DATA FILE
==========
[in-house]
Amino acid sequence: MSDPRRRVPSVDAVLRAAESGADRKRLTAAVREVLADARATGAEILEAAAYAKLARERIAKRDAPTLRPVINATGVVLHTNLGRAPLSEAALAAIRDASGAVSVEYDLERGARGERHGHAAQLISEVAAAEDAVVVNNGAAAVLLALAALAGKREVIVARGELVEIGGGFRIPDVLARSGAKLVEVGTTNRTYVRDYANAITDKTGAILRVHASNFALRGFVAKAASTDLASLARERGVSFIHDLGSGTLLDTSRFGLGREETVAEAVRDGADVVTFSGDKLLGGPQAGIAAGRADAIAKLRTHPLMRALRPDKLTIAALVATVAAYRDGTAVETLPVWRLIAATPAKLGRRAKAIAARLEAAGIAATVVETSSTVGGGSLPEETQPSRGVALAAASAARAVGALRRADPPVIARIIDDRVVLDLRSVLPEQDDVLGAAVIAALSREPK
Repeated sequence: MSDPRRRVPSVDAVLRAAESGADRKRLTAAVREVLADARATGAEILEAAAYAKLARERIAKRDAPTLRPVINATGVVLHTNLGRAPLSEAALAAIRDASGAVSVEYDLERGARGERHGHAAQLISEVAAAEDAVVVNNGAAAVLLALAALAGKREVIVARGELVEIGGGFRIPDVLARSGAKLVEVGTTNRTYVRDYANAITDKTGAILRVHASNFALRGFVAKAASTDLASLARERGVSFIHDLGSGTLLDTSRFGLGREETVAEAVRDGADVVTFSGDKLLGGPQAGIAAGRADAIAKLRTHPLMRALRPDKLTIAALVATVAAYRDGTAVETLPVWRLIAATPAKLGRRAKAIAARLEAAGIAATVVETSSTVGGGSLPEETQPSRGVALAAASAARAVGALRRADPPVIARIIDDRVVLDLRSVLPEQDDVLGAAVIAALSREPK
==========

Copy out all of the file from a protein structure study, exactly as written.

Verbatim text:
[in-house]
Amino acid sequence: MSDPRRRVPSVDAVLRAAESGADRKRLTAAVREVLADARATGAEILEAAAYAKLARERIAKRDAPTLRPVINATGVVLHTNLGRAPLSEAALAAIRDASGAVSVEYDLERGARGERHGHAAQLISEVAAAEDAVVVNNGAAAVLLALAALAGKREVIVARGELVEIGGGFRIPDVLARSGAKLVEVGTTNRTYVRDYANAITDKTGAILRVHASNFALRGFVAKAASTDLASLARERGVSFIHDLGSGTLLDTSRFGLGREETVAEAVRDGADVVTFSGDKLLGGPQAGIAAGRADAIAKLRTHPLMRALRPDKLTIAALVATVAAYRDGTAVETLPVWRLIAATPAKLGRRAKAIAARLEAAGIAATVVETSSTVGGGSLPEETQPSRGVALAAASAARAVGALRRADPPVIARIIDDRVVLDLRSVLPEQDDVLGAAVIAALSREPK
Repeated sequence: MSDPRRRVPSVDAVLRAAESGADRKRLTAAVREVLADARATGAEILEAAAYAKLARERIAKRDAPTLRPVINATGVVLHTNLGRAPLSEAALAAIRDASGAVSVEYDLERGARGERHGHAAQLISEVAAAEDAVVVNNGAAAVLLALAALAGKREVIVARGELVEIGGGFRIPDVLARSGAKLVEVGTTNRTYVRDYANAITDKTGAILRVHASNFALRGFVAKAASTDLASLARERGVSFIHDLGSGTLLDTSRFGLGREETVAEAVRDGADVVTFSGDKLLGGPQAGIAAGRADAIAKLRTHPLMRALRPDKLTIAALVATVAAYRDGTAVETLPVWRLIAATPAKLGRRAKAIAARLEAAGIAATVVETSSTVGGGSLPEETQPSRGVALAAASAARAVGALRRADPPVIARIIDDRVVLDLRSVLPEQDDVLGAAVIAALSREPK